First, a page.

I waited for her to elaborate, but she stayed silent. “So what’s he do?”

“You could say he’s… good at understanding other’s points of view.”

Cryptic, but if I’d interpreted it right… shit, that was cool. And creepy. Really, really creepy. “How well would he understand my… point of view, right now?” I asked tentatively.

“Not at all.”

“Well, that’s something,” I muttered. “Okay, now that we’ve established the incredibly creepy how, what’s the presumably troubling why?”

She rolled her eyes, and blew a strand of loose hair, of which there was a lot, out of her eye. “Isn’t it obvious?”

“Would I be asking if it was?”


“Yeah, probably,” I admitted. “I’m guessing it’s something to do with…”

“You’re guessing right.”

“Well, now that I’ve got a streak going, I’m guessing that you want it back.”

“Ladies and gentleman, I present to you A+ plus student Flint Perez.”

I could deal with sarcasm, sarcasm was good. It was more reminiscent of the old Edith.

“I try,” I said, feigning both modesty and sincerity.

“Not very hard, you didn’t,” she said, a small smirk on her face.

“Hey, I graduated, didn’t I?”

“Barely,” she corrected. “You barely graduated.”

I waved a hand dismissively. “Semantics. What matters is that nobody knows I cheated.”

I saw a smile flicker across her face, but it was quickly replaced by a stony mask. “We’re getting off topic. You’re going to give… what you took back, and we’re both going to be better off for it.”

That last bit caught my attention. “So it’s going to bring less-than-friendly attention to us if we keep it?”


“For the obvious reason, or the other one?”

“The other one.”

“Right. And your group will be able to handle this attention when we can’t”

“We won’t be keeping it, Flint.” There was a dangerous spark in her eye. “This could be it. If I just… this could be it.”

I sighed. “E, no. I can’t, and also won’t. You are, frankly, way too dangerous already.”

“Flint…” There was something dangerous in her tone.

“Plus, giving it back would be an incredible waste considering what we had to go through to get it in the first place.”

“What you had to go through?!”

“Yeah! I stubbed my toe kicking that Gorgon chick in the face, and it’s still sore.” She remained stone-faced. “Fine, whatever. Tide and Stonewall got the shit kicked out of them, and they’re better off than Ribbon-”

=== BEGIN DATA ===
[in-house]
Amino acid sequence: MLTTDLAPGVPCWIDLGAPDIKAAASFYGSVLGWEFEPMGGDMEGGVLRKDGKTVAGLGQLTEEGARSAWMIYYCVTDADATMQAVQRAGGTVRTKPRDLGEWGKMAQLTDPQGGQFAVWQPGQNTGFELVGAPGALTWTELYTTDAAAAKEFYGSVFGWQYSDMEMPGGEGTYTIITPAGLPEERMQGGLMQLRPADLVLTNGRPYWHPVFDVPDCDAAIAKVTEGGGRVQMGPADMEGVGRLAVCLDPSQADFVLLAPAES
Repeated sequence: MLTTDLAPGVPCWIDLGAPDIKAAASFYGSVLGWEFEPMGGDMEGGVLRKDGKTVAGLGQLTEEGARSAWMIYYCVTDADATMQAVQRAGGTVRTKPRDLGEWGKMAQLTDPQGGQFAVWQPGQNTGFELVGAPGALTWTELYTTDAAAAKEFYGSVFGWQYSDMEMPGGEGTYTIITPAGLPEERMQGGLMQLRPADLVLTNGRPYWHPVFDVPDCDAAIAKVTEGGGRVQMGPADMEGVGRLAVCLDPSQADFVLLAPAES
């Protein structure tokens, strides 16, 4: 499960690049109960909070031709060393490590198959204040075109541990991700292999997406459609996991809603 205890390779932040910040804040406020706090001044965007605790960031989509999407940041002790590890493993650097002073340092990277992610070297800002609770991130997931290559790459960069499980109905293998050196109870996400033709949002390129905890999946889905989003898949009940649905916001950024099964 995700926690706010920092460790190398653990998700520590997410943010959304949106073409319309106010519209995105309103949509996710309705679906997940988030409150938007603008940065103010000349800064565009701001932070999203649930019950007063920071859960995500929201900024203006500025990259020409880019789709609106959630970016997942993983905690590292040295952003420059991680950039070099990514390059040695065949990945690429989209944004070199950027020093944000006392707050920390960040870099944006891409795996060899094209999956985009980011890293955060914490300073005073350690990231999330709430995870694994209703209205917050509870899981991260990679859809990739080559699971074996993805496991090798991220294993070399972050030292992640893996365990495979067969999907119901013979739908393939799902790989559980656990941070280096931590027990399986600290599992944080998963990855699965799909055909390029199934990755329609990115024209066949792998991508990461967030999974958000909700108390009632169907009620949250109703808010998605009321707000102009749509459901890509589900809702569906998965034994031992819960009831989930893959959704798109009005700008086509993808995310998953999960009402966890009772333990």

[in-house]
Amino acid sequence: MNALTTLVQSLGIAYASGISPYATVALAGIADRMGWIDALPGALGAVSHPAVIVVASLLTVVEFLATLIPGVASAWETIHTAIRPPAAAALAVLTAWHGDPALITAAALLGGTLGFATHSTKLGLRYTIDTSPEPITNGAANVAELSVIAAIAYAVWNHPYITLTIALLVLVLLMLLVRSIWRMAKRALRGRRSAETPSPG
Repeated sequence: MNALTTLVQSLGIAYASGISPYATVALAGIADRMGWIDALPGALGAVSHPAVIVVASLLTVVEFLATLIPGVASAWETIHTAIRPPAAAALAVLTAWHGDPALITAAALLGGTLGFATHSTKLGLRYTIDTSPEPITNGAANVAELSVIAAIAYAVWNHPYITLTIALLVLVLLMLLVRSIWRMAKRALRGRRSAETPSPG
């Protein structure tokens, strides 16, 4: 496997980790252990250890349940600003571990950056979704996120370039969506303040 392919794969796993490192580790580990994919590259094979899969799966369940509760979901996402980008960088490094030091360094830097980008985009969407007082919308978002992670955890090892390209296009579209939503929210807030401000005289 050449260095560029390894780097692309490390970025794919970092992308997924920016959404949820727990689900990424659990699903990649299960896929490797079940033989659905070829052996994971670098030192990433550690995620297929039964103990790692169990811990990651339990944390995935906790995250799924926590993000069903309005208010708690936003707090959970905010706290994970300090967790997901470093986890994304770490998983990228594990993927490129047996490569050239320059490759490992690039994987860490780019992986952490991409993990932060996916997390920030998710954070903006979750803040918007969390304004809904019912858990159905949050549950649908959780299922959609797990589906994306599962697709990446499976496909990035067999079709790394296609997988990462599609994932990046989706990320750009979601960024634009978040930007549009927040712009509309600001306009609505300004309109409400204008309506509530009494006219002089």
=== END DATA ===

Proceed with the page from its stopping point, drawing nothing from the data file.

“The fat Asian one with the shitty fabric powers?” she interrupted.

I huffed out a blast of air. “Okay, yeah, no, thanks for that?”


“Yeah, for reminding me why I’ve been avoiding interacting with you for a year. It’s shit like this, and the shit you were pulling back in the bar.”

She huffed, irritated. “I have to maintain an image, considering my… employees.”

“Yeah, but it’s an image of a giant psychotic bitch, and I’m damn uncertain about the image part.”

She glared at me.

“Glare all you like, but it’s true. You’ve changed, Edith, and not in any way I’d call good.”

She hesitated, and for a second I thought maybe I was getting through, but then her glare returned, stronger than before. “You’re getting distracted, changing the subject. You’re going to return what you took.”

“Or what?”

“Or the Cabal will find your little group of pathetic vigilantes and kill every single one of them.”

“You’re not doing yourself any favours on the 'I’m not a psycho' bit,” I muttered. “But good luck with that, if you think you’re just going to a.) find us, b.) waltz in there and kill us all, and c.) find 'what we took'.” I made finger quotes and intentionally overdramatised my tone with the last one, a rather unsubtle mockery.

“Maybe,” she said slowly, “maybe not. But I think I have a better solution.”

“Which is?” I asked warily.

She smirked, but her chocolate eyes had gone dead again. She raised her hand and pointed it at me, the fingers fuzzy at the edges as salt trickled down to the ground. “You return the bag and the datapad, or I kill you where you stand.”

Lis was going to be insufferable.